Freshwater acidification

Diagram depicting the sources and cycles of acid rain precipitation.

Freshwater acidification occurs when acidic inputs enter a body of fresh water through the weathering of rocks, invasion of acidifying gas (e.g. carbon dioxide), or by the reduction of acid anions, like sulfate and nitrate within a lake.[1] Freshwater acidification is primarily caused by sulfur oxides (SOx) and nitrogen oxides (NOx) entering the water from atmospheric depositions and soil leaching.[1] Carbonic acid and dissolved carbon dioxide can also enter freshwaters, in a similar manner associated with runoff, through carbon dioxide-rich soils.[1] Runoff that contains these compounds may incorporate acidifying hydrogen ions and inorganic aluminum, which can be toxic to marine organisms.[1] Acid rain is also a contributor to freshwater acidification. It is created when SOx and NOx react with water, oxygen, and other oxidants within the clouds.[2]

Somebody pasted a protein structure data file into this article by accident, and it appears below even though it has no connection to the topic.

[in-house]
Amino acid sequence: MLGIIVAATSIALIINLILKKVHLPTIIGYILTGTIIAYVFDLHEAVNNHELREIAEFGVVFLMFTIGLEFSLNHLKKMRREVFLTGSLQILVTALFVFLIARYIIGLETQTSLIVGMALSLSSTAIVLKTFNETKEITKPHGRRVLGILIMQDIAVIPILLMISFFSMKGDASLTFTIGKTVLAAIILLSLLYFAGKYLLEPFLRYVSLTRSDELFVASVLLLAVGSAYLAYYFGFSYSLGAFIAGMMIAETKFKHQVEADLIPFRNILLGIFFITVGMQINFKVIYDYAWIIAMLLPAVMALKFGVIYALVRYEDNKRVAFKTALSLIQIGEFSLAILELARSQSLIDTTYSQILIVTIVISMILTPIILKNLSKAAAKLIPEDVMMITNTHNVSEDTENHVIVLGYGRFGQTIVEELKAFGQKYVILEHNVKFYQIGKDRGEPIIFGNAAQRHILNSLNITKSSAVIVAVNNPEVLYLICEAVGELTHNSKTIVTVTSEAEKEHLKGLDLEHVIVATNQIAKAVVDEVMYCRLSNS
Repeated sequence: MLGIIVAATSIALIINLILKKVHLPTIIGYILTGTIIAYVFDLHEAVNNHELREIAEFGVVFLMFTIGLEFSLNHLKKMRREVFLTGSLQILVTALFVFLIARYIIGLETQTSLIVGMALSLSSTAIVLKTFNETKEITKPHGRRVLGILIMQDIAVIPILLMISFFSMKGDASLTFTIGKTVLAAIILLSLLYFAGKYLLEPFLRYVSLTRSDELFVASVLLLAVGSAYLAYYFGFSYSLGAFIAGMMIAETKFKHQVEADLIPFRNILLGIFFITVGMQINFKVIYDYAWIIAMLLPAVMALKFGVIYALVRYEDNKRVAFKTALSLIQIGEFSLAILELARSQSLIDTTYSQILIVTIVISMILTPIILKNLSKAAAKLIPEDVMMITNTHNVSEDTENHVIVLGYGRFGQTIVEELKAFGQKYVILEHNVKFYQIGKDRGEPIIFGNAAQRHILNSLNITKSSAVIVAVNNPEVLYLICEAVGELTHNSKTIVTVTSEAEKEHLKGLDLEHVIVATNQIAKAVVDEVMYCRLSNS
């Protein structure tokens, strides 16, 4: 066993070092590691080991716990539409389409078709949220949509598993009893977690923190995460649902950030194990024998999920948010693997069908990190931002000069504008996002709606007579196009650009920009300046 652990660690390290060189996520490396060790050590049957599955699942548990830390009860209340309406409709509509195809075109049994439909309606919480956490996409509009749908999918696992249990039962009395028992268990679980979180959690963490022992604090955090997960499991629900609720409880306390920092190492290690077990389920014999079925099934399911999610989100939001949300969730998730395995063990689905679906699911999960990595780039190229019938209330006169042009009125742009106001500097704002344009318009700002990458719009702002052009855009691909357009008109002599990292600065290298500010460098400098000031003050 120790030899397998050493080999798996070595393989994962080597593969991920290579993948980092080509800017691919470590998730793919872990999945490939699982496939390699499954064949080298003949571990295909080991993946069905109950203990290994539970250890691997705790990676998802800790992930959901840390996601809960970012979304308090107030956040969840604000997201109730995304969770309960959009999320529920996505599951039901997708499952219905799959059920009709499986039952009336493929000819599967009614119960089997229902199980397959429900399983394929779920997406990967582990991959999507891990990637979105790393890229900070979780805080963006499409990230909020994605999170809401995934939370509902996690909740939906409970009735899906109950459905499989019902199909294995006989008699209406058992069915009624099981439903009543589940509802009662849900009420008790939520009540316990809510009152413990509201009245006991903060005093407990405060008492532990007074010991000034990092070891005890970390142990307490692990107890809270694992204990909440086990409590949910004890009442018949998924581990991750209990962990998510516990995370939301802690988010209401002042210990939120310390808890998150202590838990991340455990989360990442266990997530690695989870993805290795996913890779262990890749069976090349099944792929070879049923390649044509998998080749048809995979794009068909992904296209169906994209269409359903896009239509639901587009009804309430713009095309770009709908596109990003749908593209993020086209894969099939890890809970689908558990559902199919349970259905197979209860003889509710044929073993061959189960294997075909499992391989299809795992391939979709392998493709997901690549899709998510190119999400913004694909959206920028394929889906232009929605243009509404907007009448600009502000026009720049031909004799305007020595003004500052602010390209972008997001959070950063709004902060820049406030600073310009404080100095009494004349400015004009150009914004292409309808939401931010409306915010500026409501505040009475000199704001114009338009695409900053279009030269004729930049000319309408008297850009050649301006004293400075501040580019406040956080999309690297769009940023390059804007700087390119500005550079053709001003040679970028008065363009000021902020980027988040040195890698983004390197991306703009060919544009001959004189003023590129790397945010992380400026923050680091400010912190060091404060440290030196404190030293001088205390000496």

1. ^ a b c d Psenner, Roland (March 1994). "Environmental impacts on freshwaters: acidification as a global problem". Science of the Total Environment. 143 (1): 53–61. Bibcode:1994ScTEn.143...53P. doi:10.1016/0048-9697(94)90532-0. ISSN 0048-9697.
  2. ^ Irwin, J.G.; Williams, M.L. (1988). "Acid rain: Chemistry and transport". Environmental Pollution. 50 (1–2): 29–59. doi:10.1016/0269-7491(88)90184-4. ISSN 0269-7491. PMID 15092652.

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